Extending his left hand forward and twisting it to the side, Latrel Brown yesterday demonstrated from the witness stand the way he said Tyrone Johnson was holding the gun the day he shot two people to death.
In the second day of testimony in Johnson's murder trial, Brown was brought into the Lucas County Common Pleas courtroom in a jail-issued jumpsuit and shackles.
He testified for nearly two hours yesterday about what happened in a white Pontiac Bonneville on Sept. 19, when Tammy Cappelletty and Juan Ybarra were killed.
Brown testified that Johnson pulled a gun from between his legs, cocked it, and shot Ms. Cappelletty and Mr. Ybarra in the sides of their heads.
"It looked like he touched his face," Brown said of the gun Johnson allegedly held to Mr. Ybarra's head. "She starts to scream. He turns the gun on her."
Johnson, 28, of 11 East Park St., is charged with two counts of aggravated murder and one count of aggravated robbery. He is accused of killing Ms. Cappelletty, 30, of South Toledo, and Mr. Ybarra, 24, of East Toledo, who were found shot in the head in a car at Baker and Locust streets in North Toledo.
Andrew Lastra, a county assistant prosecutor, said during his opening arguments Monday that the incident began as a drug deal taking place inside Ms. Cappelletty's car.
He said Brown and Johnson got into the backseat of the car that Ms. Cappelletty was driving and that the four drove for a short distance before Johnson told her to stop.
It was then that Johnson pulled a gun and shot the victims, Brown said.
Defense attorney Matt Fech questioned Brown about the plea agreement that he made with prosecutors in exchange for his testimony. In particular why he pleaded to a robbery charge when he said he didn't steal anything from the car.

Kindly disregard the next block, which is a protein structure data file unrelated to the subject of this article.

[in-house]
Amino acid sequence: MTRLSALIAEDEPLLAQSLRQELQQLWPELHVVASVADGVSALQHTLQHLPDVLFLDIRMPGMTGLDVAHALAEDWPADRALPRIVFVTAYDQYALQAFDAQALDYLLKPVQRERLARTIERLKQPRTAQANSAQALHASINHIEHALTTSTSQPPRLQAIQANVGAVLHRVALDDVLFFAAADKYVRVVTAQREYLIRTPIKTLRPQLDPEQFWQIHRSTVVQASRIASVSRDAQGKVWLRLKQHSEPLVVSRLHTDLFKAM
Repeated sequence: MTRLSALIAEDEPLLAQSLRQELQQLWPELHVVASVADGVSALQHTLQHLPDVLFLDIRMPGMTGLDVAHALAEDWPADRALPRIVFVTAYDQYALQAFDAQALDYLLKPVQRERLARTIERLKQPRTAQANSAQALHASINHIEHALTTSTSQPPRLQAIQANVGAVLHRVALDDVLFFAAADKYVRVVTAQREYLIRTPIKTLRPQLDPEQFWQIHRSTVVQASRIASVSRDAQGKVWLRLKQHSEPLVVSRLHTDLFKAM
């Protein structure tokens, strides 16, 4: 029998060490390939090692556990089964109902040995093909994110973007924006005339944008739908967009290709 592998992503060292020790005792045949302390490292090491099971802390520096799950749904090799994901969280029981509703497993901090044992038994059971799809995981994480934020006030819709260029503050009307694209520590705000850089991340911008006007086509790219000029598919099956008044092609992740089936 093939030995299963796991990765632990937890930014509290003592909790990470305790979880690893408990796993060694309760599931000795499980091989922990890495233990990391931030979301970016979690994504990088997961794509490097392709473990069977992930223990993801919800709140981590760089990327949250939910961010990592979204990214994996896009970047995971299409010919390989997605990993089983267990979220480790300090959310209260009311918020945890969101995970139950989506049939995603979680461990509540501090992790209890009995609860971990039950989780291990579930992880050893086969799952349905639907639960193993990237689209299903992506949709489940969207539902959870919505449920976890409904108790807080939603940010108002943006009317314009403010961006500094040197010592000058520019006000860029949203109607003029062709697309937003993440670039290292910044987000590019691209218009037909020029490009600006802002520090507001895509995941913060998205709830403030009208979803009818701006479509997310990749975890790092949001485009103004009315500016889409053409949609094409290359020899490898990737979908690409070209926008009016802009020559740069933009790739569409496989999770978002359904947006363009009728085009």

Brown pleaded no contest to aggravated robbery, including a specification that a gun was used in the crime, and was found guilty by Judge James Jensen. He is scheduled to be sentenced Friday.
Brown responded that because he had set up the exchange, he knew he would be implicated somehow in the crime. Mr. Fech then asked why Brown agreed to testify in January, more than four months after he was arrested.
"He was trying to set me up. Johnson was trying to set me up for the homicides," he said. "He gave a statement to the police saying I shot those two people."
Included in his testimony, Brown spoke of his involvement in dealing drugs and the culture that surrounds making a deal.
In particular, Mr. Lastra asked him questions about how deals are set up and whether clients need to be "vouched" for before they are trusted.
Brown testified that he had sold drugs to Johnson for several years. He said he met Mr. Ybarra in June, 2006, through a mutual friend. The Sept. 19 meeting was the first time Johnson and Mr. Ybarra ever met, Brown said.
During opening arguments, attorneys for the defense suggested that it was not Johnson but Brown who pulled the trigger.
Yesterday, Mr. Fech asked about Brown's drug business and whether his territory was being infringed on by Mr. Ybarra, who was selling drugs at a cheaper rate.
Although admitting that he had heard of instances where dealers hurt other dealers encroaching on their business, Brown said he did not consider Mr. Ybarra a competitor but, instead, a supplier.
Other witnesses who testified yesterday included residents of the North Toledo area who saw the people involved.
The jury trial will resume today in Judge Jensen's courtroom.
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